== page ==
Cases of harassment have to be reported

It is important to report sexual harassment by co-workers, bosses or potential employers. Photo: Wikimedia.org/Edith Castro Roldán, Oscar Manuel Luna Nieto

MALALANE – People are urged to report if they are asked to perform sexual favours for jobs or are sexually harassed at their workplace.

This call came from the Mpumalanga Department of Health following a recent case where an official of Rob Ferreira Hospital in Mbombela was accused of demanding sexual favours from two women in exchange for jobs.

The women only came forward seven years after it started, but an investigation was conducted. The official was cleared as no evidence could be found to prove the women’s allegations.

READ: Legally protect yourself from harassment

Despite this, the department stressed that it does not condone any form of harassment against anyone. They issued a stern warning that serious action would be taken against any official that promises people jobs in exchange for anything.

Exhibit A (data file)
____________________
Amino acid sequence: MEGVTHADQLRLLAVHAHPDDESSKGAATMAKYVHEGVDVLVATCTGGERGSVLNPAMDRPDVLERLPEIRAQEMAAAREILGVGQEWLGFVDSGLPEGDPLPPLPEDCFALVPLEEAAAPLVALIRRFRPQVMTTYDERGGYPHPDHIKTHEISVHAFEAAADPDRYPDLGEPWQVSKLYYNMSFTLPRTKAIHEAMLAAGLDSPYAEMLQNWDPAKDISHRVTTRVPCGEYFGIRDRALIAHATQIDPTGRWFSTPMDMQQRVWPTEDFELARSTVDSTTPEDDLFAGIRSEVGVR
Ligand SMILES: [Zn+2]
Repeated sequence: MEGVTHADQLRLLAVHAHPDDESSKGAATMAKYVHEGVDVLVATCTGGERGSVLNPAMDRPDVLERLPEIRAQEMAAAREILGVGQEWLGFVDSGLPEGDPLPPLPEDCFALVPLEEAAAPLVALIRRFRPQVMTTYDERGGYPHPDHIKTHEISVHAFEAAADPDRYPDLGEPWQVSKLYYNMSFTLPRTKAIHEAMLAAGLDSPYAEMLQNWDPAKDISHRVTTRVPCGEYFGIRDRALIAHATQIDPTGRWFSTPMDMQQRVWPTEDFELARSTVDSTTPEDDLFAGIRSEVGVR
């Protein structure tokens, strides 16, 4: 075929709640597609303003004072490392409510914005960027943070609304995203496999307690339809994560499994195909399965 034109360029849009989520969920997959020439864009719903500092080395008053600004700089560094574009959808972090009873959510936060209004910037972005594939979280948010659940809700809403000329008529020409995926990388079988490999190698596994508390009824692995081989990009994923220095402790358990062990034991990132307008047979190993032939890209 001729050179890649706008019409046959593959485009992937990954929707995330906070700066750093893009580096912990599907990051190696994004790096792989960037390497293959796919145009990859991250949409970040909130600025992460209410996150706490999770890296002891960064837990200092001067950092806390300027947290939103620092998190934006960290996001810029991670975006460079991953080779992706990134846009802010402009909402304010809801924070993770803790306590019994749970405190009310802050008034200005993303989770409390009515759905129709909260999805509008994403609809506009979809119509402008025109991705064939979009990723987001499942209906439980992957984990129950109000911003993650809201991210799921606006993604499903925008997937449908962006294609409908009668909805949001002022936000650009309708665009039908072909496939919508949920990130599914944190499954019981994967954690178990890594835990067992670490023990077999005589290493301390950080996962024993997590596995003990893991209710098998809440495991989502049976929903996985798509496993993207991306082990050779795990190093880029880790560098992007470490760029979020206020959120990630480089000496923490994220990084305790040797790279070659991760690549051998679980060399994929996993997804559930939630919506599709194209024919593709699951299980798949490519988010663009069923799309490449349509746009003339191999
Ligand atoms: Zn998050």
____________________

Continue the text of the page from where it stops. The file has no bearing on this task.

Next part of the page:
According to South African labour law, sexual harassment is defined as any unwanted conduct of a sexual nature. This can include unwanted physical contact, suggestions, hints, sex-related jokes or graphic comments about someone’s body and other inappropriate comments, gestures and indecent exposure.

READ: 7 reasons why the ruling on the “expiry date” for reporting sexual abuse is monumental

People who feel that they are being sexually harassed at their workplace should report it to their immediate superior, management and, if nothing is done, approach the police for help. If this happens to a jobseeker, they should report it to the company the person represents.

Jobseekers should take note that no government job will require that you pay any money to an official to secure employment, and that vacancies are only advertised via official channels such as departmental websites, Facebook pages and newspapers.

READ: Criminals target unemployed locals with job scams

Paying any money to an official or going to a job interview that you did not apply for, is not held at governmental offices or does not require you to submit a CV should be viewed with suspicion.

Jobseekers should double-check that officials are really employed by the government by phoning the relevant municipality or governmental offices or search for the vacancies on official channels.

READ: Criminals use government details for scams

  AUTHOR
Retha Nel

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